On a Thursday night, the room seemed full of a huge mix of people from families to young and old groups of friends catching up, to couples to tourists. It was lively, loud and a great way to sample some of the local restaurants and chefs in an informal atmosphere – and ideal if you and your party are at odds about what you fancy for dinner that evening.

The details
Mercado da Ribeira
Avenida 24 de Julho, Cais do Sodré

Opening Hours
Sun-Weds: 10am-12midnight
Thurs-Sat: 10am-2am

View from Ibo, Lisbon

Ibo
We ummed and ahed about Ibo. It had good reviews and plenty of very positive blogposts about it. We love curries. It overlooked the water. But it was expensive, especially for Portugal. Eventually we decided to spoil ourselves. This turned out to be the best food-related decision of the holiday.

Sat in a former warehouse on the waterfront behind Cais do Sodre station, Ibo’s menu is inspired by Mozambican and Portuguese dishes: think seafood curries, fish dishes and steaks. I had the prawn curry, which came with rice and two condiments (some of the best chutney and lime pickle I have ever tasted). John went for the octopus fillet with beans and coriander rice. Both dishes were amazing – fresh and full of flavour, and mine had a hint of spice without it being overpowering.

wpid-img_20140627_195501.jpg
wpid-img_20140627_195519.jpg

And then there were the desserts. I tried the caramelized banana with cream ice-cream and sesame seed brittle, while John plumped for wild berry cheesecake. There aren’t enough adjectives to do justice to these meals so let’s just say that they tasted even better than they looked.

Ibo dessert

Ibo dessert

Coming in at around €60 for poppadoms, two mains, two desserts and a glass of wine (they ask you what you like, whether you’re happy with house white or more, bring out a suggestion and check whether you like it), Ibo’s not exactly a budget option. But considering the quality of the food and the location (we watched the sun begin to set over the river as we ate, the area relatively quiet save for the occasional passing cyclist, runner or walker), I certainly wouldn’t say it’s overpriced. The perfect place if you’re a curry and/or seafood fan after a slightly more ‘special’ meal in Lisbon.

Ibo

The details
Ibo
Cais do Sodre (behind the train station)
Website: http://www.ibo-restaurante.pt/
Opening Hours:
Tues-Thurs: 12:30pm-15:30pm; 19.30pm-11pm
Fri-Sat: 12:30pm-17:30pm; 19:30pm-01:00am
Sunday: 12.30pm-15.30pm
Closed Sunday evenings, Mondays

Park bar Lisbon

Where to drink
We loved Park, situated on top of a multistory carpark in the area where Santa Catarina meets Bairro Alto. We initially went to watch Portugal’s last world cup group game, but the television was in a covered area and we couldn’t resist the lure of the terrace overlooking the streets below and the river and 25th of April bridge beyond. Complemented by table service and a soothing soundtrack, Park is the perfect place for a relaxed couple of drinks after a day’s sightseeing.

The Details
Park
Calçada do Combro 58
Open every day, 13:00-02:00

Image Credits
Fumeiro de Santa Catarina interior: Fumeiro de Santa Catarina’s Facebook page, by Beatriz Tomáz
Mercado de Ribeira Portuguese Independent News
All other images my own, please credit if using.

(If you want to see where we ate last time, I wrote about them too. However this was three years ago, so I can’t still vouch for their quality.)

Food Friday: The Gallimaufry, Gloucester Road, Bristol

The Gallimaufry, Bristol

Home to a host of independent shops and restaurants, and some really excellent charity shops, Gloucester Road is a favourite haunt of many Bristolians. Yet in 18 months of living in the city, I had never explored the area. I had even, once, made it as far as Enso Martial Arts on Cheltenham Road (which eventually becomes Gloucester Road), but for 6 Nations/pub-related reasons, didn’t venture any further.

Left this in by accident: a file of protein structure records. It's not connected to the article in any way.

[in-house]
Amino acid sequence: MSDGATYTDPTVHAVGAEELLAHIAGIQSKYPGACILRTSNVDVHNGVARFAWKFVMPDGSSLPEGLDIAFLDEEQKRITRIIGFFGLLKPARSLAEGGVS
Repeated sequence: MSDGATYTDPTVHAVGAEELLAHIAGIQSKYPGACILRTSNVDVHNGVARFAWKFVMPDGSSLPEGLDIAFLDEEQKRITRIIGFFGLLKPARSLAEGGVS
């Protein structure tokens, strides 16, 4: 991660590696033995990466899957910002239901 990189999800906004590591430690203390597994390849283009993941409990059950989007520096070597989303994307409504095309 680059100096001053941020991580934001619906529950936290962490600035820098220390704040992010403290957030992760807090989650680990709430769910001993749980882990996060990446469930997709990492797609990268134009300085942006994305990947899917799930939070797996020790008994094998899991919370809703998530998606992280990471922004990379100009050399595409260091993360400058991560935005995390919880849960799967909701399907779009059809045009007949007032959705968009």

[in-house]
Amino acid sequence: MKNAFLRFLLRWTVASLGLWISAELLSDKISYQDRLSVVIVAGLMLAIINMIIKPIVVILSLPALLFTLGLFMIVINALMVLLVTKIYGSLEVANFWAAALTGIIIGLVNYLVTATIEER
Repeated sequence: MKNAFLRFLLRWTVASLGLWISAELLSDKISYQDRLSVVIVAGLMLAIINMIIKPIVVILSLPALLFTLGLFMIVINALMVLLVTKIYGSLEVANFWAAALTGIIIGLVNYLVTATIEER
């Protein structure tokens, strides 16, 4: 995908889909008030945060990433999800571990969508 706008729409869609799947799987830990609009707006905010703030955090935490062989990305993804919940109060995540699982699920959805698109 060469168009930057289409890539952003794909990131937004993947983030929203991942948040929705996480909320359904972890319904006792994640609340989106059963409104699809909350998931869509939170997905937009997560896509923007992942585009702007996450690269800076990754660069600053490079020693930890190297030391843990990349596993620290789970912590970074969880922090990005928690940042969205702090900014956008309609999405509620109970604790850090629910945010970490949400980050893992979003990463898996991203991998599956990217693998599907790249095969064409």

So a few weeks ago, on a sunny Saturday, John and I decided to be Bristol tourists and venture into this, to us unknown, area of North Bristol.

It was soon clear why we don’t really come here. Stokes Croft to Cheltenham Road to Gloucester Road isn’t a short walk, especially after running errands in town. So by the time we made it to Gloucester Road, we were already thinking about our stomachs! Having heard and read many positive things about the Gallimaufry (or ‘Galli’), we made an uncharacteristically quick decision to settle down there for lunch.

origami

I could immediately see why this pub/restaurant is so popular. We walked into a wooden-floored, wooden-tabled bar, with mis-matched sofas and soft chairs at one end and origami animals hanging from the ceiling. Simple and charming, without feeling try-hard/fake chabby-chic/twee.

(There’s also seating outside if you can nab it (we couldn’t), or a ‘proper’ restaurant upstairs.)

Another great thing about the Galli is their local connections. They encourage local artists, and musicians can participate in open mic nights. All ingredients are ethically sourced, and mostly from Bristol-based companies. All ingredients are ethically sourced, and mostly from Bristol-based companies.

And I can vouch that the food is not only ethical, but tasty too. Eating from the ‘brunch’ menu, John and I both went for the shredded pork sandwich (£7) with triple cooked chips (£3). The sandwich came served on doorstop-style bread slices and was perfectly cooked with very little fat. Regular readers might know that I’m fussy about my chips but these were amazing. Just the right amount and combination of crunch on the outside and fluffiness on the in. You know food’s good when you’re absolutely stuffed but you just don’t want to stop eating!

The Galli also has a decent selection of beers on offer too, including a couple from Bristol Beer Factory. The cider selection was less extensive but still decent.

Excellent food, friendly service and a relaxed atmosphere; despite it being far from home (in central-ish-Bristol terms), I’ll definitely be paying the Galli a repeat visit.

The Details
The Gallimaufry
26-28 The Promenade, Gloucester Road, Bristol, BS7 8AL
Website: http://thegallimaufry.co.uk/

Image Credits
Header image, origami image: The Gallimaufry’s website
Sofas/tables interior image: Food with Mustard
Bar interior image: Courtesy of Tripadvisor

The Gallimaufry, Bristol

The Gallimaufry, Bristol